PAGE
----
There's a passage in the film Master and Commander in which Russell Crowe's tall ship is becalmed somewhere near the Galapagos Islands and the sweaty crew gets mutinous.
When the tall ship Soren Larsen is becalmed somewhere near Rangitoto late on a Sunday morning, the atmosphere couldn't be further removed.
The sea is so flat and the ship so still, it's as if we're set in turquoise concrete. The only swell comes from passing powerboats, their occupants leaning out to photograph the grand 61-year-old square rigger with several sails up.
There's not a whiff of mutiny from the Soren Larsen's few dozen passengers despite the fact our five-hour day sail is turning into more of a lake cruise than a sail-snapping, plank-creaking Napoleonic pursuit. It's impossible to resent being becalmed when there's a sigh-inducing view at every turn. (And you know an engine is smuggled somewhere below.)
To starboard the sea stretches to Motutapu like a jewel-coloured satin sheet.
To port is Motuihe, its yellow grass popping against the blue sky. Aft shimmers the distant city skyline. Across the bow lies Waiheke and the blue-grey silhouettes of Great Barrier and the Coromandel. Far, far above, through a puzzle of ropes and sails, the sky is a washboard of cirrus puffs.
Several passengers have embraced the moment with a cold beer, and murmurs of conversation drift around in several accents. From the galley wafts the promising aroma of red onion being sauteed for lunch. Children race around, immersed in their own Pirates of the Caribbean screenplay.
It's hard to resist comparisons to the movies when you're on a ship like this. And, in the Soren Larsen's case, it's entirely appropriate. In the late 1970s the Danish-built ship jettisoned her previous cargo-carrying career and got her big break on the BBC series The Onedin Line. She's also channelled Ernest Shackleton's ship Endurance in a BBC docudrama.
Soren Larsen has been based in New Zealand since 1990. "She fell in love with Auckland, and Auckland fell in love with her," says crewman Ian Hutchinson. She spends much of the year offering sailing adventures around the Pacific, though in the cyclone season (December to March) she sticks to the gentler waters of the Hauraki Gulf and the Bay of Islands, offering day sails and three to five-night trips. Passengers can choose to haul ropes or just enjoy the ride.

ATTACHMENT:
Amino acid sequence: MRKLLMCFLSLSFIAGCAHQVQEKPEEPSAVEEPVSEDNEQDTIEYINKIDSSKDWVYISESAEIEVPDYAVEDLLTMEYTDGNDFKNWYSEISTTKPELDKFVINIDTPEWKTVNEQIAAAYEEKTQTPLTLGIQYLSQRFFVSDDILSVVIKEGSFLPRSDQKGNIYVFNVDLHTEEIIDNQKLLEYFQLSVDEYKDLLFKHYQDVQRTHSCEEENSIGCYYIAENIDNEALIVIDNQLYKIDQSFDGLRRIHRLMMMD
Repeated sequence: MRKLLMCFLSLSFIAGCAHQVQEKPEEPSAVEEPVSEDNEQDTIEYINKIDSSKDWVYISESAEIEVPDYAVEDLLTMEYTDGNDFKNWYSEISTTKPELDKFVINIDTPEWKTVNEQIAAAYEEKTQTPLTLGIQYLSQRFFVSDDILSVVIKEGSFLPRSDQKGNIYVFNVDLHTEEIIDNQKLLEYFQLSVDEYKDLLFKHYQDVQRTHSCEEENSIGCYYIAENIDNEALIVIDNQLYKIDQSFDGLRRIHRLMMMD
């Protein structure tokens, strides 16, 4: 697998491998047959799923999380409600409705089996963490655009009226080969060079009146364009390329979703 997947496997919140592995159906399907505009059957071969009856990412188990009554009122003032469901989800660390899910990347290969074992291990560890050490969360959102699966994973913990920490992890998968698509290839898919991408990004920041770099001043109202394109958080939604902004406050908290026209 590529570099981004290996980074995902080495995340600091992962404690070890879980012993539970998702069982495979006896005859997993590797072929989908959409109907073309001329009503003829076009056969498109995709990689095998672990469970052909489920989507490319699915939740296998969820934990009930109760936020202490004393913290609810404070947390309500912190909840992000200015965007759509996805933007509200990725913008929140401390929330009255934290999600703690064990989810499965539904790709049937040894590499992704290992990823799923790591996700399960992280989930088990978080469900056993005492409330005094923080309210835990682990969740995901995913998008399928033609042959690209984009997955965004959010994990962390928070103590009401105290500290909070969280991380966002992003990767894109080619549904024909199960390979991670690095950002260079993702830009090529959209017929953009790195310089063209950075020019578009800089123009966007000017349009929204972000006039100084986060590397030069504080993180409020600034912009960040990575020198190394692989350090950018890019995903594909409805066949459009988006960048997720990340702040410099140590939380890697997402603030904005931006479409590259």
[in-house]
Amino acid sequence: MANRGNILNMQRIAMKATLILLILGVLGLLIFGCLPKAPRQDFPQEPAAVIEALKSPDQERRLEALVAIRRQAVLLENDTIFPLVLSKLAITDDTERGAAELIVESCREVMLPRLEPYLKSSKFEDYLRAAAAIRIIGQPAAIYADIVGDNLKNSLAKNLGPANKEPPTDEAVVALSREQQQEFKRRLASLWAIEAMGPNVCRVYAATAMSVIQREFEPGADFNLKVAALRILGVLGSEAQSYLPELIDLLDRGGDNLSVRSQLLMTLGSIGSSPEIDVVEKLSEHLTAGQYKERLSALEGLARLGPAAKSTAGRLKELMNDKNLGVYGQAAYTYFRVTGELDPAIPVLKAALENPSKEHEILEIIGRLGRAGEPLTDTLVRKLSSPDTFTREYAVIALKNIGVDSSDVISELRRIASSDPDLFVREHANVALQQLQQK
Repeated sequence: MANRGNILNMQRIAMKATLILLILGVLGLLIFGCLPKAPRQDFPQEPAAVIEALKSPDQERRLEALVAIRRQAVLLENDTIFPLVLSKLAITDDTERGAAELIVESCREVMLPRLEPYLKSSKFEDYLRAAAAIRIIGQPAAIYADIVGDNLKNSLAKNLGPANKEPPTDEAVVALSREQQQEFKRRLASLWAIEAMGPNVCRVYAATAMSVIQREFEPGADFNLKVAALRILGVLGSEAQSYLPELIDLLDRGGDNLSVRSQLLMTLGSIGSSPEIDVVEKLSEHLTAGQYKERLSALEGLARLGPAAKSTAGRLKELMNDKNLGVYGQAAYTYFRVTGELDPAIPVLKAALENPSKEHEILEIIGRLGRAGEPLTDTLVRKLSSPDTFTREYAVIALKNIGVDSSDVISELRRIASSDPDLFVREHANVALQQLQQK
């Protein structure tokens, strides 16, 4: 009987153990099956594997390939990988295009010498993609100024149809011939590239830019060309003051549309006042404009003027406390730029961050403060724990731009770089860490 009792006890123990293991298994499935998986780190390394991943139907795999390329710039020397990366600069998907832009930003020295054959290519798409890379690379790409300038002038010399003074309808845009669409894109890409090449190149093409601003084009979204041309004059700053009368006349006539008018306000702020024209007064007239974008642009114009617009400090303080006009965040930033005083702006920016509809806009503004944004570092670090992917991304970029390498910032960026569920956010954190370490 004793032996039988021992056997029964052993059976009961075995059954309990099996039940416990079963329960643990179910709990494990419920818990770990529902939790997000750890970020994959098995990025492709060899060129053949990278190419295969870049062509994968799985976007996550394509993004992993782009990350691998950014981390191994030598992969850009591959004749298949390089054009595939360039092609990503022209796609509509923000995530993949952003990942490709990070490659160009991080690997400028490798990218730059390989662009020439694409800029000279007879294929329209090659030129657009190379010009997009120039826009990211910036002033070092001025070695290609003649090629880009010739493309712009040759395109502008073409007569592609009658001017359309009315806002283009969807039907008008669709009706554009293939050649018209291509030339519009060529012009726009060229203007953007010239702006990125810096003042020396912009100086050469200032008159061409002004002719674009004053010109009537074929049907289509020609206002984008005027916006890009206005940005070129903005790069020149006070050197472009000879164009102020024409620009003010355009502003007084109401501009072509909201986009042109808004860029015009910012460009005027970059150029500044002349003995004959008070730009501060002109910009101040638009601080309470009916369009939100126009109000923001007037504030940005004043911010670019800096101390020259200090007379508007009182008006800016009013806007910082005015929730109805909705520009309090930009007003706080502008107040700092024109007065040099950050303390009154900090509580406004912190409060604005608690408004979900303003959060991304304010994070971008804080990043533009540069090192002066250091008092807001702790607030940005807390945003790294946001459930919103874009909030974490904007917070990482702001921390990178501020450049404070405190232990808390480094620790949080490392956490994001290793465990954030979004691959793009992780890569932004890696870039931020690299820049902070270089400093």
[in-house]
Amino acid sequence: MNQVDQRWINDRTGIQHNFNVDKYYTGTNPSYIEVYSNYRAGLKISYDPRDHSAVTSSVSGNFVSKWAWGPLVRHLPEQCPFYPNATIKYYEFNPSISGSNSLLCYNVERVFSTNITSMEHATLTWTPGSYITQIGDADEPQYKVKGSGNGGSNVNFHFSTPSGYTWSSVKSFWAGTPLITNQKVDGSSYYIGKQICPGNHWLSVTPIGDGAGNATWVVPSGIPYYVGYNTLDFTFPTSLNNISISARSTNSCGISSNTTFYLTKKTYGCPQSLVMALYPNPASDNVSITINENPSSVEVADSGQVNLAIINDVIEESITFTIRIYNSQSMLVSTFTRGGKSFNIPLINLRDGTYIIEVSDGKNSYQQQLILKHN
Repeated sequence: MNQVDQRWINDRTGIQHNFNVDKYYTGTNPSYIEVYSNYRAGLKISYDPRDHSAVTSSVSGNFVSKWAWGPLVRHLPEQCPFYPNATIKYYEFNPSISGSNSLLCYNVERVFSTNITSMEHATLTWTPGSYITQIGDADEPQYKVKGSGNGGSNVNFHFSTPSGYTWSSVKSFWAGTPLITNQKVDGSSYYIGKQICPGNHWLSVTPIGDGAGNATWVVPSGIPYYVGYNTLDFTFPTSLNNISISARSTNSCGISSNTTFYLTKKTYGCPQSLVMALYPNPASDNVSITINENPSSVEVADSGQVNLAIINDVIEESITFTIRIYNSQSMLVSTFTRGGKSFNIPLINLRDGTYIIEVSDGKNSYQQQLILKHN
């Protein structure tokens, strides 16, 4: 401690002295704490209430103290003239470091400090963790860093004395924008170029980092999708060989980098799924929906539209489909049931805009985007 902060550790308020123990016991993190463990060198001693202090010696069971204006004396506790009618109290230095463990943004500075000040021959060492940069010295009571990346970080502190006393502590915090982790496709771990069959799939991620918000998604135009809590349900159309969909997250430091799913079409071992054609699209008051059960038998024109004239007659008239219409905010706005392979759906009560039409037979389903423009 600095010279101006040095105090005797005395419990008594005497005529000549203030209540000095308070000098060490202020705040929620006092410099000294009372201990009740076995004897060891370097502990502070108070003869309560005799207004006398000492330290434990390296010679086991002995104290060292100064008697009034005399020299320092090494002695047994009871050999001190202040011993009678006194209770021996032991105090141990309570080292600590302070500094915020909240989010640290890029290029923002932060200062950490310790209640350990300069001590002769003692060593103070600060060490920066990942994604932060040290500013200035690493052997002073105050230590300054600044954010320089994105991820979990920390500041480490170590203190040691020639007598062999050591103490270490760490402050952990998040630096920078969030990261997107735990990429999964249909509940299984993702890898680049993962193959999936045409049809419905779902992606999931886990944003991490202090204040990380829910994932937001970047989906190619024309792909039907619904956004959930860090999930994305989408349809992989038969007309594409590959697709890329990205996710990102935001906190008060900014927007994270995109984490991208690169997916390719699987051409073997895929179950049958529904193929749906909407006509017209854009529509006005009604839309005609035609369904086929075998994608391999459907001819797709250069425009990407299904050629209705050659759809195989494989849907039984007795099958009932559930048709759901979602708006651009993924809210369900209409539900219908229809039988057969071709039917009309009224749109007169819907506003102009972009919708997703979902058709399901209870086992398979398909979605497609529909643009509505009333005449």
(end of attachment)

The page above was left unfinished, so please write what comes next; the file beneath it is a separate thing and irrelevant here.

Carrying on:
There's no great demand for rope-hauling on our watch, but at one point I find myself standing in a line, apparently doing something that contributes to setting the mainsail.
With this heroic effort ticked off, I turn to another challenge - climbing the rigging to a platform called the foretop. This serves no practical purpose, it's just to distract us from mutinous thoughts.
From the deck the climb doesn't look particularly tricky and the height not particularly dizzying. Climbing up is easy but it takes a few leaps of faith (and of hands and feet) - plus a bit of guidance from Ian and another crew member - to scramble on to the platform which overhangs the rope ladder. I carabiner myself to a safety rope and enjoy the well-deserved (and dizzying) view as the ship sways gently on its return to Princes Wharf.
The descent proves disconcerting. From some angles I see nothing under my feet but a piece of rope and a whole lot of sea. It's enough to get me feeling all Master-and-Commandery, though I end the day neither sweaty nor mutinous but blissfully becalmed, with a gin and tonic.
The Soren Larsen offers Sunday sails in the Hauraki Gulf on January 16 and 30, and February 6, 13 and 27, 10am-3pm. Adults $125, children $59 (including a light lunch).
Several trips of 3-5 nights from Auckland and the Bay of Islands are also scheduled over the summer, starting at $999. Pacific voyages for 2011 range from a $6250 month-long sail from Auckland to the Cook Islands, to a 10-night Vanuatu adventure for $3495. Ph 0800 767 365.